The Helium Turbine Engine is an external combustion engine. In this image the burner is designed for burning liquid or gas fuels.
The engine works by heating a propellant made from Helium and two other propellant gases. The propellant gas circulates from the hot side to the 'cold' side, in the process turning a turbine which is attached to permanent magnets. The permanent magnets induce current in an inductor coil. The propellant cycle is a closed cycle.
In this particular design for the Helium Turbine Engine, the inlet takes in already warm air, and passes it over the exhaust manifold, heating it and compressing it even more.
A fuel injection systems introduces fuel into the system, causing it to combust completely (methane, ethanol, hydrogen), leaving very clean exhaust gases.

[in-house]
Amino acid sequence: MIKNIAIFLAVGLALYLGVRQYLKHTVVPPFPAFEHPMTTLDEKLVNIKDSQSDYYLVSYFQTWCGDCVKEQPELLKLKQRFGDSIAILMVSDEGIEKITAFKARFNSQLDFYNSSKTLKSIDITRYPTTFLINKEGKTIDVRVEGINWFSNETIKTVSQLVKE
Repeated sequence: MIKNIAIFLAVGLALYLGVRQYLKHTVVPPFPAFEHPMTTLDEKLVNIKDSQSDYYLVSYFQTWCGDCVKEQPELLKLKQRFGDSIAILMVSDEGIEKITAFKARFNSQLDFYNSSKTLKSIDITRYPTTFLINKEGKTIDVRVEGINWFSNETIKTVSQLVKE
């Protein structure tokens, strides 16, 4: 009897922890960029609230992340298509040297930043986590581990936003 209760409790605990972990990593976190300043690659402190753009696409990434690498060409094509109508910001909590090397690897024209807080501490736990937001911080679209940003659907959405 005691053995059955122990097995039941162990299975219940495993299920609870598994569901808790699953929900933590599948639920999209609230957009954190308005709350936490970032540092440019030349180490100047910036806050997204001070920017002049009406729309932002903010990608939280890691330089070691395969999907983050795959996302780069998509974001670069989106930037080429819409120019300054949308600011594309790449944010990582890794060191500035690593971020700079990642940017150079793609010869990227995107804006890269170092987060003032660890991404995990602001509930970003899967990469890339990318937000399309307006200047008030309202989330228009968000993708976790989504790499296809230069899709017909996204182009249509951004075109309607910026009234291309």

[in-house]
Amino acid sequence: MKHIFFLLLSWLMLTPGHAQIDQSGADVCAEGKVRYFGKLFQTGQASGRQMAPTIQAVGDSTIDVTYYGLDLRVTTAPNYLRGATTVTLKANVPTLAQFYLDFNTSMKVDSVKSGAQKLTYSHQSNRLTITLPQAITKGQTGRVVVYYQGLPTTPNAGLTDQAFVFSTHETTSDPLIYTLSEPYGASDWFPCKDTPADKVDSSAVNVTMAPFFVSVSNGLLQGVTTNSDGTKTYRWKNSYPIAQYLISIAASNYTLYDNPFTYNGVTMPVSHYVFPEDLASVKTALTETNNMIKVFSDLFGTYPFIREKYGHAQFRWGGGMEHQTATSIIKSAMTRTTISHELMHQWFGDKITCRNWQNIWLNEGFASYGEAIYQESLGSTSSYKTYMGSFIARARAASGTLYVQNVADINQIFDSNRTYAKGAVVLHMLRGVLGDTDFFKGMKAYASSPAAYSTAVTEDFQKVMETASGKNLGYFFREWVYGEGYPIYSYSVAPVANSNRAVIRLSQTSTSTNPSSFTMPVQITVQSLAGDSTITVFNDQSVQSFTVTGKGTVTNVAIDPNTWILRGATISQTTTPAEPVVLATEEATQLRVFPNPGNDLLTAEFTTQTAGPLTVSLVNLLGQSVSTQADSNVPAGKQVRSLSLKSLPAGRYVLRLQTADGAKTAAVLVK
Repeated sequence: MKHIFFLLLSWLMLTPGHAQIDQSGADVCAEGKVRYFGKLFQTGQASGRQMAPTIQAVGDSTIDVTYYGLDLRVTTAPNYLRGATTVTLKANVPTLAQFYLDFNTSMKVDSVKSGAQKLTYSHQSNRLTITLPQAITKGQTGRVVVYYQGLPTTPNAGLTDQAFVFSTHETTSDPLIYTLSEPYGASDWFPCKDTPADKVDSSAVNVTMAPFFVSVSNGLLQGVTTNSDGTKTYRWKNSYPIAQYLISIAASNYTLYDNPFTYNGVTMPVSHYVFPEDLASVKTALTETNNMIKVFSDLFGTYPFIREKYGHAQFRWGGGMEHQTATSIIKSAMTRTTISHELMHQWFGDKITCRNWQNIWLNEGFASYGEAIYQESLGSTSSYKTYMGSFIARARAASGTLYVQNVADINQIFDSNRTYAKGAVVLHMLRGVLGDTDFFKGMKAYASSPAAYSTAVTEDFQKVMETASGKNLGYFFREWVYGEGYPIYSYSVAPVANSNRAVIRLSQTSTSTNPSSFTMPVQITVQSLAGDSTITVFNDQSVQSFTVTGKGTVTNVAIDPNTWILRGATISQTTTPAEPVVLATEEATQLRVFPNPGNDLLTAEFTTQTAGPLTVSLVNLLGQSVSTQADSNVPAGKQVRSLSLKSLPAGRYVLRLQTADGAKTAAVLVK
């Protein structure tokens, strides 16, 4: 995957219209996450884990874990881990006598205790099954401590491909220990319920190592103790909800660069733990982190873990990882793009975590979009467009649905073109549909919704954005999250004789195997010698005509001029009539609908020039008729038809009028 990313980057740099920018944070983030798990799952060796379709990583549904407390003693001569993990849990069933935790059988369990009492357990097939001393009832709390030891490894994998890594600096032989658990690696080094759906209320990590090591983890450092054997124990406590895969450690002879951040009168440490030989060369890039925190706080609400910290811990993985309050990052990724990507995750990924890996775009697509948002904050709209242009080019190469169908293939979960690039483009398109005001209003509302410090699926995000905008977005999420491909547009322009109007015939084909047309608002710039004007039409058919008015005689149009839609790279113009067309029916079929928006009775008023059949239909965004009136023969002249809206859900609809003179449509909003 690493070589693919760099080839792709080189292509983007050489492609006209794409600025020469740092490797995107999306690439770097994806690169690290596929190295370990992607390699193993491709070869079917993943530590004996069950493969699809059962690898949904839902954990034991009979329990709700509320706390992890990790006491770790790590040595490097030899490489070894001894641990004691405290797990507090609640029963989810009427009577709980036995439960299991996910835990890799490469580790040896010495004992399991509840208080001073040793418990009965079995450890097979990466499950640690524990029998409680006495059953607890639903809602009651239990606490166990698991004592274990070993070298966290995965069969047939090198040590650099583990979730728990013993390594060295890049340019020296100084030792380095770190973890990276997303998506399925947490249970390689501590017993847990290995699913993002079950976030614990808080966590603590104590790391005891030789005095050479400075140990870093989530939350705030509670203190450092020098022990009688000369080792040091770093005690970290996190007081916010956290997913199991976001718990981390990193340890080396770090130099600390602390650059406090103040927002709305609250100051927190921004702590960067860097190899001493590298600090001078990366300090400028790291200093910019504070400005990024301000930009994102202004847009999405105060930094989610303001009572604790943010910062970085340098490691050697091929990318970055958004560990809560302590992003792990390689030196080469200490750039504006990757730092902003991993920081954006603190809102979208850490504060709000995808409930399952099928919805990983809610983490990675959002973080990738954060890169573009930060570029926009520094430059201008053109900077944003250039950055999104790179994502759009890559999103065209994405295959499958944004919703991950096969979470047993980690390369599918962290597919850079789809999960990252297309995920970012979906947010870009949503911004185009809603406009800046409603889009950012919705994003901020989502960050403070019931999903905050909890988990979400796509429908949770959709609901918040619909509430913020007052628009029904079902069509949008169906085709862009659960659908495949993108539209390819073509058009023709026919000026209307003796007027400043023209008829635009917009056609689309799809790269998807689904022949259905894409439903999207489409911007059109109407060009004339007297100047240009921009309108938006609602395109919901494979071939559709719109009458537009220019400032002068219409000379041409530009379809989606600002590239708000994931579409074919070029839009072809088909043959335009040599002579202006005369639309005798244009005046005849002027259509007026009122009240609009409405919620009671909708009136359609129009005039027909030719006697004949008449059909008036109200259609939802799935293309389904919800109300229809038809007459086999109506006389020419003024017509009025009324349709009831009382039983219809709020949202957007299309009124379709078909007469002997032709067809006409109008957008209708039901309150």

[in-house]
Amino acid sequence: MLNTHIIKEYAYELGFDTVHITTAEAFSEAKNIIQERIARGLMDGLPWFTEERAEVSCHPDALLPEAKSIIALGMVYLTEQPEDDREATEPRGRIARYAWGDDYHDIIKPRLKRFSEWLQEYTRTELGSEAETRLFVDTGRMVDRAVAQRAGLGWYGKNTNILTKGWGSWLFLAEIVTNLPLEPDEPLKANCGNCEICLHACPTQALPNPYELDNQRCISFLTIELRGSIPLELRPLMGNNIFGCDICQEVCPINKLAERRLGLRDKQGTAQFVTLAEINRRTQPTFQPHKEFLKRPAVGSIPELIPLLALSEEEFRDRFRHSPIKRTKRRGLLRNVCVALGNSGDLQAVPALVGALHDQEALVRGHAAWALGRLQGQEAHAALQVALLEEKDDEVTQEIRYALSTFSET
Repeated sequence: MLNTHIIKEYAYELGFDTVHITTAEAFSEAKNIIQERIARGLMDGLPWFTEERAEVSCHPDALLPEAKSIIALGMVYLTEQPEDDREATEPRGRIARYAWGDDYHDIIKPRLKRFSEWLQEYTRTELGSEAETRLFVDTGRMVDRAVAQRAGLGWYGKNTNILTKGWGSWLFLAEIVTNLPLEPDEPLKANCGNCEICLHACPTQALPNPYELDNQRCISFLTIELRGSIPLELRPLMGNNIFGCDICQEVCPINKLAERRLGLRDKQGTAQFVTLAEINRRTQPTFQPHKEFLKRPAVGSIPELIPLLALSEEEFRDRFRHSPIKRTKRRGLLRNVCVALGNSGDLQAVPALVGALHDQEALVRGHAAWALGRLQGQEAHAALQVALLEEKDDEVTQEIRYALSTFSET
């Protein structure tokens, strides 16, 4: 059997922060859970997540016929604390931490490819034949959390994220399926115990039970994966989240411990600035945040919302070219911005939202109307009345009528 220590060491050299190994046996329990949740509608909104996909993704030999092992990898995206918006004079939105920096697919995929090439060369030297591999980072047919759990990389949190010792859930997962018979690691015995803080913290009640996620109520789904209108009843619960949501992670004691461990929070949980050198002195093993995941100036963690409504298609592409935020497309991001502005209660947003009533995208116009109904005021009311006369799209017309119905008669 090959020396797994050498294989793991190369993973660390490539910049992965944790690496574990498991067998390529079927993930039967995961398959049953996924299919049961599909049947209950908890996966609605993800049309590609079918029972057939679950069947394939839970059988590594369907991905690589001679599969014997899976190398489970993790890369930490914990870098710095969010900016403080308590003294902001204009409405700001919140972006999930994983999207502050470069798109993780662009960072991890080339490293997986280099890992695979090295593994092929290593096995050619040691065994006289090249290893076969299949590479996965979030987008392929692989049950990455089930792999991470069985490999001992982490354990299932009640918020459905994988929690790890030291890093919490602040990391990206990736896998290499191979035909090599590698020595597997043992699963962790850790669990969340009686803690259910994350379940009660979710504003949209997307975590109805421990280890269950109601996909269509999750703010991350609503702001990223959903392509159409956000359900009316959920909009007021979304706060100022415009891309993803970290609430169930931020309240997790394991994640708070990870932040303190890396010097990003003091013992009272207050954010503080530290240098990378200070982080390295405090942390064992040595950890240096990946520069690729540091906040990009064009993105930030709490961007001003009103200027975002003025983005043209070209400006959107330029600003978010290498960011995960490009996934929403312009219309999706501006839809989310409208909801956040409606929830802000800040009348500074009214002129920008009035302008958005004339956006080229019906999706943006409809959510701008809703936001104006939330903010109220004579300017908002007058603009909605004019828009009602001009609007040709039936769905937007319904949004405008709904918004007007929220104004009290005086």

The burner in this engine comprises of four chambers. This is to allow the minimum required fuel to obtain the desired output. The chamber the furthest from the turbine is the 1st chamber, where fuel is introduced to obtain low output, the chambers progressively getting closer to the turbine are to facilitate higher output respectively. The exhaust outlet is close to the turbine to allow the maximum heat transfer from the exhaust gases through the heat pipes in to the propellant heating system. This allows for maximum efficiency, thereby reducing fuel consumption per watt of electrical power.